Independent Research Estimates Cost of Ad Fraud, Infringed Content and Malvertising in the U.S.
NEW YORK, NY — Fraudulent impressions, infringed content, and malvertising cost the U.S. digital marketing, advertising, and media industry $8.2 billion annually. That money can be recouped if companies fix badly designed business processes and repair obvious flaws in the digital advertising supply chain, a new study by the Interactive Advertising Bureau (IAB) and EY shows.
The report, What Is An Untrustworthy Supply Chain Costing the Digital Advertising Industry?, was conducted independently by EY and released today by the IAB. Strategic advisory firm MediaLink collaborated with the IAB and EY to design the scope of this study. According to the research, more than half the money wasted in the digital advertising ecosystem derives from “non-human traffic” – fake advertising impressions that are neither generated by real advertisers nor received by actual consumers. Eliminating these fraudulent impressions would save advertisers more than $4 billion annually.
“No other report in the market today captures the full range and scope of the illicit activities identified and quantified in this study,” said Sherrill Mane, Senior Vice President, Research, Analytics, and Measurement, IAB. “Its findings should mobilize the entire ecosystem to rally around collective solutions that will protect businesses and consumers.”
The study identified three primary supply chain costs:
Invalid Traffic – As described above, ad fraud accounts for the largest portion of costs, at a total of $4.6 billion. Seventy-two percent of the loss associated with the web’s fraudulent traffic happens on desktops and 28 percent on mobile.
Infringed Content – At $2.4 billion, infringed content – stolen video programming, music, and other editorial content that is illegally distributed on the web – represents the most significant share of lost revenue opportunity costs. Two billion dollars of that total is based on an estimate of approximately 21 million U.S. consumers’ willingness to spend $8 per month on what is currently classified as infringed content. The additional $456 million represents the loss of potential advertising dollars. The findings show that unless the industry takes significant steps, there is a likelihood that the number of people consuming stolen content on digital platforms will increase.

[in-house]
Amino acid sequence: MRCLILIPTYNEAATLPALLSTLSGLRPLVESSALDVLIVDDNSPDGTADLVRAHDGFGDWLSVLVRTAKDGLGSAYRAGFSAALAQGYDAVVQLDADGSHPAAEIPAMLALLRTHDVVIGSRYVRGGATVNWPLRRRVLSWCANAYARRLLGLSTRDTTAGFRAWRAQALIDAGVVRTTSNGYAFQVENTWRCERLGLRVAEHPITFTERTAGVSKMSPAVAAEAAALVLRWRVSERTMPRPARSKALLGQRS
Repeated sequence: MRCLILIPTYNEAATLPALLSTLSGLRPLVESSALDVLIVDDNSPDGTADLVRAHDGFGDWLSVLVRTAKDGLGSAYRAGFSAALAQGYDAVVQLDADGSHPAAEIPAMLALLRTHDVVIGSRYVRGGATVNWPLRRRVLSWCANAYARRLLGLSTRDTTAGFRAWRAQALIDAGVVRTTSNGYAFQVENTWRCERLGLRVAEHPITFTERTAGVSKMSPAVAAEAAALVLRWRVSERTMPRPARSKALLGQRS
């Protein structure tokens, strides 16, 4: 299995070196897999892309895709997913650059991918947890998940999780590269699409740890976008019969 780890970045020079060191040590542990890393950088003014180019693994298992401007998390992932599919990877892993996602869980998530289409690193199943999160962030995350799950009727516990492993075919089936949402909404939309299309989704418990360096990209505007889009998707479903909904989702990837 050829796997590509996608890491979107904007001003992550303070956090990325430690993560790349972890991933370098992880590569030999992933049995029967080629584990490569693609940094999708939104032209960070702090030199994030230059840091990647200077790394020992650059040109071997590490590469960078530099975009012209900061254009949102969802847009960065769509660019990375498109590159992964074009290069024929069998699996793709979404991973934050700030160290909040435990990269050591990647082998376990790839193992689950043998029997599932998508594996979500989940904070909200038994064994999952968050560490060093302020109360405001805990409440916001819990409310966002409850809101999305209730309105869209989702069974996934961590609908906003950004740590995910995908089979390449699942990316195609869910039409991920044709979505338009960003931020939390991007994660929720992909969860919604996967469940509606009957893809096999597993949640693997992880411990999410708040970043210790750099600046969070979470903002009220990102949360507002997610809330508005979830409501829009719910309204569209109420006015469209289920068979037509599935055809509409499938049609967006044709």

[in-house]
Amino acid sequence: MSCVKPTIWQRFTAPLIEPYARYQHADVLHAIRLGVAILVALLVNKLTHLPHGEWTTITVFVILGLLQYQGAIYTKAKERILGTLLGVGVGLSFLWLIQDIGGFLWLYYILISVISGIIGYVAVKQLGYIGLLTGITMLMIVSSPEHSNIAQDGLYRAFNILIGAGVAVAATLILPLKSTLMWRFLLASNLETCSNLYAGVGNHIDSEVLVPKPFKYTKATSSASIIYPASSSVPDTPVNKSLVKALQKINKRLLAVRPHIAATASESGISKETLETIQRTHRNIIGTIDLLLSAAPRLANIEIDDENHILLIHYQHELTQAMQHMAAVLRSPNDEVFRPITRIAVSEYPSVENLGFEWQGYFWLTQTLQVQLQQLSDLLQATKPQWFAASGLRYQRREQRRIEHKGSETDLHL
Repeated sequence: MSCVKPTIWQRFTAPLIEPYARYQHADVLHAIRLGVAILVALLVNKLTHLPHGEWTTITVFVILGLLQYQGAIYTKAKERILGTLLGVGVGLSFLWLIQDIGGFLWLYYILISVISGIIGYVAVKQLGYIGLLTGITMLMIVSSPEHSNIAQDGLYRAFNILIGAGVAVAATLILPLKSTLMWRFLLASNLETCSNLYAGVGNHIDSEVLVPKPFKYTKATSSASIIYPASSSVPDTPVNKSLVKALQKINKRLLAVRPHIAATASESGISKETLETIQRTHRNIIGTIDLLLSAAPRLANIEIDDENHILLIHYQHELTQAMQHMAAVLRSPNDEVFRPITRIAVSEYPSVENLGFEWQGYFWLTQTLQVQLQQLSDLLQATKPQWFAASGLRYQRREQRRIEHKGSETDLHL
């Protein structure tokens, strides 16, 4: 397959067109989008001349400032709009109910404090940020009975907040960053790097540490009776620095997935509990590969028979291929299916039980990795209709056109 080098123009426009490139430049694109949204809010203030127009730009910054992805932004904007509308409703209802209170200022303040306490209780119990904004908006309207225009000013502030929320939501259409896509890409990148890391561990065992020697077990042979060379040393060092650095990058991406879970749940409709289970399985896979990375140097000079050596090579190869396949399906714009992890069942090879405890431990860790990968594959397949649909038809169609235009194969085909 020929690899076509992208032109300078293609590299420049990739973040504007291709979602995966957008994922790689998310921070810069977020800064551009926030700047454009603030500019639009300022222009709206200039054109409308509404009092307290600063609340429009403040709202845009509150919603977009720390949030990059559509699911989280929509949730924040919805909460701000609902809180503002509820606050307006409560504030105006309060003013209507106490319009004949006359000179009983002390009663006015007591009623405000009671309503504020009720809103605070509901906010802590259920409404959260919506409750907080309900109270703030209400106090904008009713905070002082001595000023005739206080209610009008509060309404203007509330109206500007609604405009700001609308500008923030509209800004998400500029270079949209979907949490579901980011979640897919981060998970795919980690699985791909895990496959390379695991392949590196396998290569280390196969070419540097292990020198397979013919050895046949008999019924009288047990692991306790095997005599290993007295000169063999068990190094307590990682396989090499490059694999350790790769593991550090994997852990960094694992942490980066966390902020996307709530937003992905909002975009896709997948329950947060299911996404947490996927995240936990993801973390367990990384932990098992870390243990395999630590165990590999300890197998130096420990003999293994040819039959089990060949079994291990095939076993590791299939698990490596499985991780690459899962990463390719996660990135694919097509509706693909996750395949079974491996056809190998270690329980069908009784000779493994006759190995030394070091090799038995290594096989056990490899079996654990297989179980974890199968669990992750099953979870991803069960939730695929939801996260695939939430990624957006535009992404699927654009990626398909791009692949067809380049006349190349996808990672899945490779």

Malvertising-Related Activities – Combating malware-related activities, which can expose web users to unknown or potentially dangerous third parties, comes in at $1.1 billion, with $781 million of those losses being generated from ad blocking instigated due to security and malware concerns. Costs associated with investigating, remediating, and documenting direct incidents of malicious advertising total $204 million.
“To help the industry reclaim some of the $8.2 billion in costs, EY believes that improving some fundamental business practices is critical,” said Nick Terlizzi, Partner, Ernst & Young LLP and a member of its EY Media & Entertainment Advisory Services. “Some basics include knowing your supply chain partners and investigating new potential relationships using address information, tax IDs, and background checks.”
The report also features guidance in eliminating supply chain corruption in digital advertising, and encouraging industry-wide collaboration to build a trustworthy supply chain under the auspices of The Trustworthy Accountability Group (TAG) and other initiatives.
“TAG was established to fight corruption and criminal activity across the digital supply chain,” said Mike Zaneis, President and CEO, TAG. “The creation of an evergreen marketplace of trusted business partners will deliver billions of dollars of value to advertisers.”
“Fraud is a big business, not a cottage industry, so we applaud the IAB for their unwavering support and dedication to surfacing these dynamic issues to all constituencies within the advertising community,” said Wenda Harris Millard, President and COO, MediaLink. “We must remain wholly focused on bringing this conversation to the forefront and developing systematic ways of eradicating this activity, enabling both publishers and marketers alike to thrive in this new age.”
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